When it comes to casting the title role of OTELLO there is a long history of missteps and compromises. There’s also the discussion that takes place with the arrival of a new candidate for the killer role of the Moor, with each generation musing on the past glories of the Otello of their youth: Domingo and before him Vickers and before him Del Monaco and before him Vinay and then those of the eras of which our parents and grandparents spoke in awed tones.
As comparisons can often turn odious let us not succumb to comparing the principals of the excellent new SONY release of Verdi’s next to last opera with those of recent memory, as memory almost always turns to be erratic. Let us instead evaluate these formidable singers on their own merits and not by comparing theirs to those of others.
The mere fact of operatic life is that tenors for the role of Otello don’t grow on trees, so that we have to accept whatever we get. And what we get from Jonas Kaufmann – at the age of 51 a dramatic tenor at the top of his game – is an artist of uncommon sensitivity with the vocal equipment to surmount the perils of a score chockfull of them.
Act II is off to a fine start thanks to Carlos Alvarez’ superb Iago: chillingly venomous, vocally secure, intelligently handling Boito’s text. By the time we get to Otello’s Ora e per sempre Kaufman walks through a vocal mine field that he traverses unscathed. Alvarez always injecting subtlety as in Era la notte saves his vocal arsenal to match Kaufmann decibel by decibel in a stunning Si pel ciel.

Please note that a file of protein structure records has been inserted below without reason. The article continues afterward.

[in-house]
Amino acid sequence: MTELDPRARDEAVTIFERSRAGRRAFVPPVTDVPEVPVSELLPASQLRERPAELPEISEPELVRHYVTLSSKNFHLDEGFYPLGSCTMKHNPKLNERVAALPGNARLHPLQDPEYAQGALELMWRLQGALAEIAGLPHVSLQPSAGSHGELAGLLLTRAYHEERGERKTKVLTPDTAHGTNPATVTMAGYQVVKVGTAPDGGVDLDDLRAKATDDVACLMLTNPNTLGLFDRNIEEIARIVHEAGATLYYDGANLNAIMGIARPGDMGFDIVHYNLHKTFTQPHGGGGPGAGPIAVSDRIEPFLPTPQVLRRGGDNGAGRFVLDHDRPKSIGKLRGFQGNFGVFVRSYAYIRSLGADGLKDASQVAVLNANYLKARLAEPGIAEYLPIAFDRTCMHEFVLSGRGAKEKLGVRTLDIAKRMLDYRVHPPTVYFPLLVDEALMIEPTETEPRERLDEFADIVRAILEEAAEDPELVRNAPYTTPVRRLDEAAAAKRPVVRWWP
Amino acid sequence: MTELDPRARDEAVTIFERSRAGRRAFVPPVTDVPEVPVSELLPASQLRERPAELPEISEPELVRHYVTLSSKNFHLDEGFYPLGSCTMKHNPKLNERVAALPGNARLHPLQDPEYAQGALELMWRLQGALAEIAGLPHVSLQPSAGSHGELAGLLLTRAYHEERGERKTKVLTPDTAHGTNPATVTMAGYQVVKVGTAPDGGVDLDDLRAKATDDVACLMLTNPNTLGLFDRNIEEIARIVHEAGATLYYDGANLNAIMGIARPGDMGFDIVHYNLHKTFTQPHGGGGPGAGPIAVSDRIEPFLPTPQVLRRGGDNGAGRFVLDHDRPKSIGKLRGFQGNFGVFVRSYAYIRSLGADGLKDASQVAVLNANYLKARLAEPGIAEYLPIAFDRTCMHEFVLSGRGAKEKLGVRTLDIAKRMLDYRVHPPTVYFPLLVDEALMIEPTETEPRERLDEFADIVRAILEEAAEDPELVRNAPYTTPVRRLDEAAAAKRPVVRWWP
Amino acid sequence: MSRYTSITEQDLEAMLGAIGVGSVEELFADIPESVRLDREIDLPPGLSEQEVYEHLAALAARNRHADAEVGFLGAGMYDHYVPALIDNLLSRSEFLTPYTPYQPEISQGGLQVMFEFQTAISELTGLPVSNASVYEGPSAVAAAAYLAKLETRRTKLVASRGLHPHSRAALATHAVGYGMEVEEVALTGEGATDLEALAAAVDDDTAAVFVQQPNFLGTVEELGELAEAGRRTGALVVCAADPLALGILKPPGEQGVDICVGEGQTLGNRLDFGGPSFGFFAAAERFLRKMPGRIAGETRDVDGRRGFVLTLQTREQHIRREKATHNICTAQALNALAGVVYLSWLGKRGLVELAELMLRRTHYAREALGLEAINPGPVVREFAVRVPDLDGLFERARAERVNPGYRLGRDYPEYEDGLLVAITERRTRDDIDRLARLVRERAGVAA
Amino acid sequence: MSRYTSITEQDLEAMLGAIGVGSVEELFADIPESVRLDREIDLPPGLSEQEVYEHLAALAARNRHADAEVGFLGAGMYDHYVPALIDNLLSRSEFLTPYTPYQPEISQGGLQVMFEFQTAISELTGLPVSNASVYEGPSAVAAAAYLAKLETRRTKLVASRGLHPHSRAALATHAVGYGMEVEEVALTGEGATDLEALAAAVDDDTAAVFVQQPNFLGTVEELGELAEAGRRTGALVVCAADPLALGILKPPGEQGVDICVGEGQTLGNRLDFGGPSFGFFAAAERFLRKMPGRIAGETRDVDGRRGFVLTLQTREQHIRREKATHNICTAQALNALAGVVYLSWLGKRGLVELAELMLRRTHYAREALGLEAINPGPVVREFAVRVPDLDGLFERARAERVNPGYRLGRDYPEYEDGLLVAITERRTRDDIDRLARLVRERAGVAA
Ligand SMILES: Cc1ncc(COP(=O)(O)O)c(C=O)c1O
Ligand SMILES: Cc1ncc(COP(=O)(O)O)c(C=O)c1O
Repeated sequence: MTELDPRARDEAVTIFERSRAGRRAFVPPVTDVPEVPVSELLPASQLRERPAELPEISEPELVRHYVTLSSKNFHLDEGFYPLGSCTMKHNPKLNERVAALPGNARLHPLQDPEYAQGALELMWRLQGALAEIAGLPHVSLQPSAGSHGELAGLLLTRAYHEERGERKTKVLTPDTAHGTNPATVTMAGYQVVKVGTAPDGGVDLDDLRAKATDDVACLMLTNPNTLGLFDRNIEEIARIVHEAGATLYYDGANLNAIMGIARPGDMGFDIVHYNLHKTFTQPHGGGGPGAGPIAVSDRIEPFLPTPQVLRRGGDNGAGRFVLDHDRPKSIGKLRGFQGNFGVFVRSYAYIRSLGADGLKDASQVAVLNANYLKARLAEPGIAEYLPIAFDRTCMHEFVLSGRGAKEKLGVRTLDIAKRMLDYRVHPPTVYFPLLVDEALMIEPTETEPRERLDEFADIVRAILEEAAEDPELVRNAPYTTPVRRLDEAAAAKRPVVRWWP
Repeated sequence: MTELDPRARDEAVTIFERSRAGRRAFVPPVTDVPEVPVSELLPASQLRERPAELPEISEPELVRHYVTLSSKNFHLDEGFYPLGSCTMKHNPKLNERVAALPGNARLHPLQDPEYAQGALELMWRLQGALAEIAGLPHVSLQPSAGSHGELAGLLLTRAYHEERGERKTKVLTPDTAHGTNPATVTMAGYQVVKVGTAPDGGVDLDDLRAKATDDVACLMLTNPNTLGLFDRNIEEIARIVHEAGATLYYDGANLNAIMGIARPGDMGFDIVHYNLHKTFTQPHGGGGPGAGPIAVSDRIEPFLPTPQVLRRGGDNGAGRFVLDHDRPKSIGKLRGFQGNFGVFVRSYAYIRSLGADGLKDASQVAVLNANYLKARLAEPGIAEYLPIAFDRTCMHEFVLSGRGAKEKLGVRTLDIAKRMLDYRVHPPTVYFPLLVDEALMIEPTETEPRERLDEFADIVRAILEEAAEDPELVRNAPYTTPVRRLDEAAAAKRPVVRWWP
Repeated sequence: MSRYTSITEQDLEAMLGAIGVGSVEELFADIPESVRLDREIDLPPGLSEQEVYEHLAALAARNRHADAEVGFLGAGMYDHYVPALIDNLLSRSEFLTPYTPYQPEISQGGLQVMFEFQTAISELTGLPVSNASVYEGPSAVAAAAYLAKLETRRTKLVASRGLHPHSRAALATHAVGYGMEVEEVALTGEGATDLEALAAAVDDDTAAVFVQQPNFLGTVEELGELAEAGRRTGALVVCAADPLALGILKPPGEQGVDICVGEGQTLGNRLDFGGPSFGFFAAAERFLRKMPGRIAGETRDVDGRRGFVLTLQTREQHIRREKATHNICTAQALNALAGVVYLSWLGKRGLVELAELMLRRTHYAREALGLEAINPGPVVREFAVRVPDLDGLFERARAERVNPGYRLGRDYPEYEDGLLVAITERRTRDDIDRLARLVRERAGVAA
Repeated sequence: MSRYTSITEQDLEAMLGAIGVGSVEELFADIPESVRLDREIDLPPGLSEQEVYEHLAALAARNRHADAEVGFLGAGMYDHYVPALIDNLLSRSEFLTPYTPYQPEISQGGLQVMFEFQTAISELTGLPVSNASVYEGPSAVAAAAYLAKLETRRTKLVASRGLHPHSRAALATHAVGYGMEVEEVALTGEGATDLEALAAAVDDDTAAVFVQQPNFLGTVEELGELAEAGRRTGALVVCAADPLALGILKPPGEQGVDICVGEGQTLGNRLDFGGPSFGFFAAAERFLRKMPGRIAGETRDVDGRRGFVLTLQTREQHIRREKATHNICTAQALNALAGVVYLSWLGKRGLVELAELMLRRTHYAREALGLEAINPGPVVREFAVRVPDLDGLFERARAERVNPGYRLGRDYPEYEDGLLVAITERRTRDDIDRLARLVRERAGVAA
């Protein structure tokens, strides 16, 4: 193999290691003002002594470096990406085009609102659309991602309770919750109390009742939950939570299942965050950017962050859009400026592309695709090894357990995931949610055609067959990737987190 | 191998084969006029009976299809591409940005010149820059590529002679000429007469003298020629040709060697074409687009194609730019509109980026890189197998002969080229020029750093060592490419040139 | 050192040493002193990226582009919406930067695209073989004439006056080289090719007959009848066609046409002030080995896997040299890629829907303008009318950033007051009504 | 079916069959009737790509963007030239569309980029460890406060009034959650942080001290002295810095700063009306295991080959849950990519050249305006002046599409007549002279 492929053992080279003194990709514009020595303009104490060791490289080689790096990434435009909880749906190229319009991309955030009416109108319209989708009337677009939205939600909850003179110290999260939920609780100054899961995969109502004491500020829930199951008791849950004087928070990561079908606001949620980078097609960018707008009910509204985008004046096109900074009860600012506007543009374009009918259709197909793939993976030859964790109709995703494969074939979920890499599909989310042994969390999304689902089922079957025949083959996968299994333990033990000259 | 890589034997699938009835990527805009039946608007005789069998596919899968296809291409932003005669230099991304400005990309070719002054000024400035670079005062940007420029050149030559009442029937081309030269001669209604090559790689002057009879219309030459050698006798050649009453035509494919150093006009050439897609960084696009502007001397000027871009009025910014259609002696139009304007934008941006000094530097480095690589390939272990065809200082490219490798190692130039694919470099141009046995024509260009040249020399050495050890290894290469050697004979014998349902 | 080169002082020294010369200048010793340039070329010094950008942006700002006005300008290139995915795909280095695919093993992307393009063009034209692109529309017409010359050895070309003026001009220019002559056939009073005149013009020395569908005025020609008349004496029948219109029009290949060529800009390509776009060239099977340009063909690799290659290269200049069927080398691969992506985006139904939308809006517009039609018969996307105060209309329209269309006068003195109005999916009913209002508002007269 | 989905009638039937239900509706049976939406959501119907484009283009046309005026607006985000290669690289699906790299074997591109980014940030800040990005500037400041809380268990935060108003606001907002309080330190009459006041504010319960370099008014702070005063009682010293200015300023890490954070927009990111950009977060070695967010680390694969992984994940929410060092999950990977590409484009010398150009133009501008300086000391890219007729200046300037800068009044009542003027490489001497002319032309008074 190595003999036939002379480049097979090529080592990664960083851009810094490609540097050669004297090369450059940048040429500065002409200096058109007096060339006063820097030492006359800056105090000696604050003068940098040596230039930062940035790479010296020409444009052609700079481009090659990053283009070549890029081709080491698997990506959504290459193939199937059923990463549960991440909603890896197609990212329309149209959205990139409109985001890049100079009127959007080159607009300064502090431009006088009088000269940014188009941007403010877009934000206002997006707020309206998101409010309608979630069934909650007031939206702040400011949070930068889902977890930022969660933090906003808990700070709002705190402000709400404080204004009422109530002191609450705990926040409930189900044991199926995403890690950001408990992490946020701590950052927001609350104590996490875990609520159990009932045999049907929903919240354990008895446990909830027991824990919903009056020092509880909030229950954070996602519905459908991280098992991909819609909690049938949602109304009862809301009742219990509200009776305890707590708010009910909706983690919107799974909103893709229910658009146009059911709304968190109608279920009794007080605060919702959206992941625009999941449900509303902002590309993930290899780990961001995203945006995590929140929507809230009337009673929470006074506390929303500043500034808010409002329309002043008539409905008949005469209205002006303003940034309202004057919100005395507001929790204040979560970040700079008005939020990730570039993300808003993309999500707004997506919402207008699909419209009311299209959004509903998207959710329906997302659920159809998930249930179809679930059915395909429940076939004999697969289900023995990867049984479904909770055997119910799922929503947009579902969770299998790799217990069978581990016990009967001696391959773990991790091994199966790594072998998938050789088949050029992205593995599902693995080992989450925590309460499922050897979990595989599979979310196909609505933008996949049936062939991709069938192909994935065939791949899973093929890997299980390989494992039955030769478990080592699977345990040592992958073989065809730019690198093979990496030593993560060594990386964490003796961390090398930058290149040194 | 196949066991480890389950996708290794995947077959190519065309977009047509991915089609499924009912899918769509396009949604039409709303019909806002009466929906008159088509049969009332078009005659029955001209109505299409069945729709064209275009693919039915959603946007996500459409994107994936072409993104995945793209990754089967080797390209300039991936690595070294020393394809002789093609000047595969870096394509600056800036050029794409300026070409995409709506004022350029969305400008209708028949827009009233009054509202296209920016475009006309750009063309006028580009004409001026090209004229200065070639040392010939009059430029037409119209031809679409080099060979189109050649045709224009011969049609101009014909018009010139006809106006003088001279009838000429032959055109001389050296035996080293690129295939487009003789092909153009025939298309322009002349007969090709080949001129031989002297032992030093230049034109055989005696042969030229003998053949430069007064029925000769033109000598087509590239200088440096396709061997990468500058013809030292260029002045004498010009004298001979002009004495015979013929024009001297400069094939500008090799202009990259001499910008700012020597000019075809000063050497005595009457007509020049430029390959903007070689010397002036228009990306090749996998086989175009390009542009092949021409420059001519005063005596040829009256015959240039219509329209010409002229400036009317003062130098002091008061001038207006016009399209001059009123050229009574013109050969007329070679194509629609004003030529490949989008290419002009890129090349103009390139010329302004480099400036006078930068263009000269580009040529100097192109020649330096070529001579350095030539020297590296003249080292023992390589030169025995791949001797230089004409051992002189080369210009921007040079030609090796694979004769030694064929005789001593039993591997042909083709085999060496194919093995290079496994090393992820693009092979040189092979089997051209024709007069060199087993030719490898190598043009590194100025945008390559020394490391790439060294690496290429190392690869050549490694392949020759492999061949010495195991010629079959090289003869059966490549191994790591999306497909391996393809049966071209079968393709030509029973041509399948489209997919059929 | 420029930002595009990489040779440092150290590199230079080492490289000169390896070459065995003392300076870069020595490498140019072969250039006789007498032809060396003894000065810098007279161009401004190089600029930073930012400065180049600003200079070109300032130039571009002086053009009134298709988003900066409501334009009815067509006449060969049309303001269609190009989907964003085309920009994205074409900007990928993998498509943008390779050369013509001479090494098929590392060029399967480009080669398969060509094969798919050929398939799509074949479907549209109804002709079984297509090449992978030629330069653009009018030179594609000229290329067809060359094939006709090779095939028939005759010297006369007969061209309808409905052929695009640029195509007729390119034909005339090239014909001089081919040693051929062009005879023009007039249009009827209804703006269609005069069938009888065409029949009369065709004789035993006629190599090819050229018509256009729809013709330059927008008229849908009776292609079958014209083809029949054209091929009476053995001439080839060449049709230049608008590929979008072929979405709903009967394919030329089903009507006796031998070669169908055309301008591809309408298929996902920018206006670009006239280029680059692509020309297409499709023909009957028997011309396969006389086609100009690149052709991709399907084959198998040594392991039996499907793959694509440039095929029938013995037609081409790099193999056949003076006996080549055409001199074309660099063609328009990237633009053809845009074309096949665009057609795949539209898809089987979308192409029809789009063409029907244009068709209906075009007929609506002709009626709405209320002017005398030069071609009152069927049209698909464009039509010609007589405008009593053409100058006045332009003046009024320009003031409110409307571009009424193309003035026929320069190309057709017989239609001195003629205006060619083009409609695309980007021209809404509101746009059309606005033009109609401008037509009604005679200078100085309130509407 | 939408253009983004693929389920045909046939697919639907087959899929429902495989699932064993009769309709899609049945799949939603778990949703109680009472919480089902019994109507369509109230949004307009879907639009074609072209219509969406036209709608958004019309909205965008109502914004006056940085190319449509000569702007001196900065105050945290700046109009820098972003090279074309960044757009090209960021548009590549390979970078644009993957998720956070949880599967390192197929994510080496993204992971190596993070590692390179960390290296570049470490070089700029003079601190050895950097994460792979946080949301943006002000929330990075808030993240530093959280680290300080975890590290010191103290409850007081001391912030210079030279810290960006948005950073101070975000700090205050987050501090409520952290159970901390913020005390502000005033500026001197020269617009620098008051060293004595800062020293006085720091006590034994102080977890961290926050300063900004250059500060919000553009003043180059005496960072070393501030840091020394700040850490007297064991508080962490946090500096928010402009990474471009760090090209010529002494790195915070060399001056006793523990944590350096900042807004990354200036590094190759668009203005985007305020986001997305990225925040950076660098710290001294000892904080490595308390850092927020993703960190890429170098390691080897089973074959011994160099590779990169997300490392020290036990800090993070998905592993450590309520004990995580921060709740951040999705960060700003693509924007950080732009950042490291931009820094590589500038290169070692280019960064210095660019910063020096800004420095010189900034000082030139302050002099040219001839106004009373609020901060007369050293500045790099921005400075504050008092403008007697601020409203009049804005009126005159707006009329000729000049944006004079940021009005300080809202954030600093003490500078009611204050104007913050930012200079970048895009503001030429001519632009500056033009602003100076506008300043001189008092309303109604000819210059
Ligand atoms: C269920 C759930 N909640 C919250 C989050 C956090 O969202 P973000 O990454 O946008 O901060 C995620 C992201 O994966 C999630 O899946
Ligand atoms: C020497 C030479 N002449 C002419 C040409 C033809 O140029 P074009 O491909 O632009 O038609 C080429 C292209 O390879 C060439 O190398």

The young Italian soprano Federica Lombardi is a marvelous Desdemona, possessing a crystalline voice ideal for the role of the guiltless young wife. Her contribution to the final scene and to the earlier duet with Otello and the Council scene ranks her as a major artist to watch.
The supporting cast is very good, with both mezzo-soprano Virginie Verrez a fine Emilia and tenor Liparit Avetysian a better than good Cassio as standouts.
Always supple and at the ready to hold things together while supporting the singers, Antonio Pappano is the ideal Verdi interpreter, summoning fire and brimstone from his Santa Cecilia forces when needed and at other times eliciting delicate, shimmering playing never better than with Desdemona’s music.
The SONY release ranks for this listener as one for our BEST OF 2020 lineup.
Rafael de Acha http://www.musicnotes.com